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I did this on my Mac OS-X lua. It is UTF-8.

> print("\226\128\147")

FWIW, you can use the following calculator to get the UTF-8 equivalents.

On Mon, Jun 27, 2011 at 1:11 PM, KHMan <> wrote:
> On 6/28/2011 3:50 AM, Dave Collins wrote:
>>> I suppose it has UTF-16, right? If you can output UTF-16 glyphs in
>> whatever window interface you have, then you only need to put in
>> the appropriate (double) bytes in a Lua string to pass onto
>> whatever you are using to display text on your app. That's one
>> scenario of the many possible ones.
>> Well, I have yet to find a description of how to actually output a code, or a list of what the codes are.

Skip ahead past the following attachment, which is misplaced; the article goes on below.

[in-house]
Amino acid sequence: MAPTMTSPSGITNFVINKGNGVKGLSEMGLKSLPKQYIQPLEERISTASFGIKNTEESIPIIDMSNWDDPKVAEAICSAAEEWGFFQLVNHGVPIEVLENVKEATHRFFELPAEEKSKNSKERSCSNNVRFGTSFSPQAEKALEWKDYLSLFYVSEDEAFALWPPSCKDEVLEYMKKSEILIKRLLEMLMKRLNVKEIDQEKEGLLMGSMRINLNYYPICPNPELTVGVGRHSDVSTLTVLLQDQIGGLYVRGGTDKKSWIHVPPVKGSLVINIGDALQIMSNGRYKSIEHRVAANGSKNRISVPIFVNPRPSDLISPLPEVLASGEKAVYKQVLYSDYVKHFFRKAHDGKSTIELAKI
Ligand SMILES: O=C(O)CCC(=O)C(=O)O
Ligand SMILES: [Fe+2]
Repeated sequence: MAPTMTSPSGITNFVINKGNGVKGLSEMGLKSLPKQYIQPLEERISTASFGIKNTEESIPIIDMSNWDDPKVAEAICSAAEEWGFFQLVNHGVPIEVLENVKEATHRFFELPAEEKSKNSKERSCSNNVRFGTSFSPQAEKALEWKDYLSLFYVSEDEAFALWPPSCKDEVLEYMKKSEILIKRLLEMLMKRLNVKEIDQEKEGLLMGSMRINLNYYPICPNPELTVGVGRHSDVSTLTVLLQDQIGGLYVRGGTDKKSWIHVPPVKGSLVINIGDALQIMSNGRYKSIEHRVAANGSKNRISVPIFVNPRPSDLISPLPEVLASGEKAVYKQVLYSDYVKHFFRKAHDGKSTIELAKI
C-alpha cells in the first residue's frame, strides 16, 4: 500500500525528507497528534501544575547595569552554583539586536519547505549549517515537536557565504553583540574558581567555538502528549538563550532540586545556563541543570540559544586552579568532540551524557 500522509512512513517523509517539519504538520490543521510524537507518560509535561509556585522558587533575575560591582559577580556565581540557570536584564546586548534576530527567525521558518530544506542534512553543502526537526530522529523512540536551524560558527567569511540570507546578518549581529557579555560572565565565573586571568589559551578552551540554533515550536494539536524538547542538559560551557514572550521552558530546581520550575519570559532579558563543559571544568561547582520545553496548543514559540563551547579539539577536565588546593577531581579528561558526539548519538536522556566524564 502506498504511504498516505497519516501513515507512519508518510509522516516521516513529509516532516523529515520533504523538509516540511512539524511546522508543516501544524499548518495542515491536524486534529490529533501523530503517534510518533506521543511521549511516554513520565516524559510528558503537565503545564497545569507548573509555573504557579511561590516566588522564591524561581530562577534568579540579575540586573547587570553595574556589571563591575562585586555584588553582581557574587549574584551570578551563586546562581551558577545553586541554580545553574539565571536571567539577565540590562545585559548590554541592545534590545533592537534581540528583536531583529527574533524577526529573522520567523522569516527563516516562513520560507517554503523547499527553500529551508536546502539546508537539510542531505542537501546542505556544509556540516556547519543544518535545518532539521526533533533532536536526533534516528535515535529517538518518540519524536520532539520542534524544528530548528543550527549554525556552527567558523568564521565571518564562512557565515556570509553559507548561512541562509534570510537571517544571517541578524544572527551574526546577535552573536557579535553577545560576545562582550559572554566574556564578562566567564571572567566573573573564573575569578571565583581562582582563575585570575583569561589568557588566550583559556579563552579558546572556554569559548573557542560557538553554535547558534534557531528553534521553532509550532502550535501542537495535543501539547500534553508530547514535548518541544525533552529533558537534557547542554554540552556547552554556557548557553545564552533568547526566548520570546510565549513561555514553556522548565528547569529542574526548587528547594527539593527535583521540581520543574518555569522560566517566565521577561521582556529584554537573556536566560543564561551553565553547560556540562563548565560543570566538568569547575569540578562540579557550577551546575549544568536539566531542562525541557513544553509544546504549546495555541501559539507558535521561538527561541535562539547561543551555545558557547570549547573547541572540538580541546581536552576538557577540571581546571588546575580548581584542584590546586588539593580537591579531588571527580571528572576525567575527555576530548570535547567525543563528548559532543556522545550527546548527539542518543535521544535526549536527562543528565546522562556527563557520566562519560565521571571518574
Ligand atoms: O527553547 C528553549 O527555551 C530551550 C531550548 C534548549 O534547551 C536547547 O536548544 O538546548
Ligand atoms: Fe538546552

> Whether your app can or cannot display Unicode text does not depend on Lua; it depends on what C library call or Win32 API or similar calls you are using to output text, based on how Lua is integrated. print() to console? Win32 calls in WM_PAINT? Do you know what UTF-16 or UTF-8 is? Or what is the level of Unicode support in Win CE etc?
> IMHO only you can know or find out what the capabilities of the specific, particular setup you are using. That's about all I can say... perhaps others on the list can offer something more.
> --
> Cheers,
> Kein-Hong Man (esq.)
> Kuala Lumpur, Malaysia